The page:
> > > possibility to embed all the deps they need because that matches their
> > > vision of their app as the center of the system.
> > 
> > Does anyone bring up these problems with the upstream in these cases, or
> > just work around it?
> Both.
> Strangely enough users understand readily enough what they win in a
> nicely modular system, while upstream developers more often than not
> strongly object to someone even suggesting they massive bundle of
> straight-from-cvs binaries is not proper packaging.

Totally lost by that last sentence, sorry.

> > I might also note that this is most important for user apps, not so much
> > backend/server stuff; my friend Dan (very bright, but never had a
> > computer until last week) isn't going to be installing Apache or a
> > telephony system.  ;-)  A lot of backend apps half the time aren't ever
> > *intended* to be packaged.
> A sysadmin likes its stuff properly packaged like anyone else.

Yes, but sysadmins are expected to understand the differences between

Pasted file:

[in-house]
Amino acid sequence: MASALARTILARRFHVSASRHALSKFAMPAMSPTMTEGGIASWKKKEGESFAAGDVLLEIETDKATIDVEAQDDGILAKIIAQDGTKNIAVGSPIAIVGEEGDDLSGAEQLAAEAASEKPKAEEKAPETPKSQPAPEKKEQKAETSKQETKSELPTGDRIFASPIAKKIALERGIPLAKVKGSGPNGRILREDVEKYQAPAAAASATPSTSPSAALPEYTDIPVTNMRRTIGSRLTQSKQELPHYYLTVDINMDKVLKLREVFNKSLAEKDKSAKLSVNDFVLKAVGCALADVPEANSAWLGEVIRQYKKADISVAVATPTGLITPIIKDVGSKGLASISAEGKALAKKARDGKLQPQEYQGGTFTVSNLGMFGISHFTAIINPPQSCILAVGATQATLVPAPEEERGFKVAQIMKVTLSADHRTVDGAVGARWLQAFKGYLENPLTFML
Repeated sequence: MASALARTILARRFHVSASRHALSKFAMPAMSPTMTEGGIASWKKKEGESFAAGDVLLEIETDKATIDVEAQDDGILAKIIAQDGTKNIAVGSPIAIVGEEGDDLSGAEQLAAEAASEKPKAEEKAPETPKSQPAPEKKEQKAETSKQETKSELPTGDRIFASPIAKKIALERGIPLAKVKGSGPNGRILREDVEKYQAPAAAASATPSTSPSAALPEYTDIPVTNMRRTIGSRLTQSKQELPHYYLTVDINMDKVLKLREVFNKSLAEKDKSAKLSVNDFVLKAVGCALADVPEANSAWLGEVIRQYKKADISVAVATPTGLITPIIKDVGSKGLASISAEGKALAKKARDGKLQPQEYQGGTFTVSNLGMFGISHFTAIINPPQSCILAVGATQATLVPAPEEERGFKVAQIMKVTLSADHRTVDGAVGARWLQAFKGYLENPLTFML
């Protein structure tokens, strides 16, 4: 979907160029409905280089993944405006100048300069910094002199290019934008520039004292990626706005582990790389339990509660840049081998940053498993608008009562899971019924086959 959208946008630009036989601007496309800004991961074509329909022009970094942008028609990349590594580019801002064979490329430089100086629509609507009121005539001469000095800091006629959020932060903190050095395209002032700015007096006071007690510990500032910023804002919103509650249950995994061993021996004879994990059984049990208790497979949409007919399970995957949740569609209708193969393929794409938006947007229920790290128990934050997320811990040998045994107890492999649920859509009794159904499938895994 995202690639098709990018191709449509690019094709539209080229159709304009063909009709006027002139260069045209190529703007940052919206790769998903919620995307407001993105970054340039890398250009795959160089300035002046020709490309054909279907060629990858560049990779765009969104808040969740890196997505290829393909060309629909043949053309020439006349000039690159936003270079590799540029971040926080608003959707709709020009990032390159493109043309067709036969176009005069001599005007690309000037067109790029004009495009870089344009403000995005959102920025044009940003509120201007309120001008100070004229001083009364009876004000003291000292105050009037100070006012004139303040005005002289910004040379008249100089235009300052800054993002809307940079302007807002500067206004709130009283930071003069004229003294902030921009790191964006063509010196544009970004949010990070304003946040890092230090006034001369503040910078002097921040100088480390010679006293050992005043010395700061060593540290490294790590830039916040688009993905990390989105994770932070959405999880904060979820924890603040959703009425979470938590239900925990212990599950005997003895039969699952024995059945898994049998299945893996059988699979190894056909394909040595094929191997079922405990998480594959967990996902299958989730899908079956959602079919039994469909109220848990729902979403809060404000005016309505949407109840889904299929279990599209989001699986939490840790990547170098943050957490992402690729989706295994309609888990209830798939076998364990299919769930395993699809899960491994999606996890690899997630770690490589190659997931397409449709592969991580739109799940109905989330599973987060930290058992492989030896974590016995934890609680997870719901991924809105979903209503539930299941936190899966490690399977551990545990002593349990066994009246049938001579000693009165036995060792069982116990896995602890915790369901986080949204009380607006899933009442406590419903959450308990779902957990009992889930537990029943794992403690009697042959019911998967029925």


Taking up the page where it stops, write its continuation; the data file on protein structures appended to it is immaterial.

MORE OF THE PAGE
apache, libapache-modssl, libapr, and evolution.  Users, on the
otherhand, would know about Evolution, and probably would care at all
about Apache.

> [...]
> > I'd imagine in almost all cases the embedding can be gone without.
> Then why bring it up now ?
> When you find an app that you feel absolutely needs embedding then it
> will be time to argue. Doing it now over an hypothetical case is
> pointless.

I still have absolutely no clue what you are talking about.  I haven't
once at all argued any specific dependencies must be embedded.  I said
that *if* a dependency is so broken it can't be sanely coinstalled, at
all, then it needs to be embedded, versus the current practice of only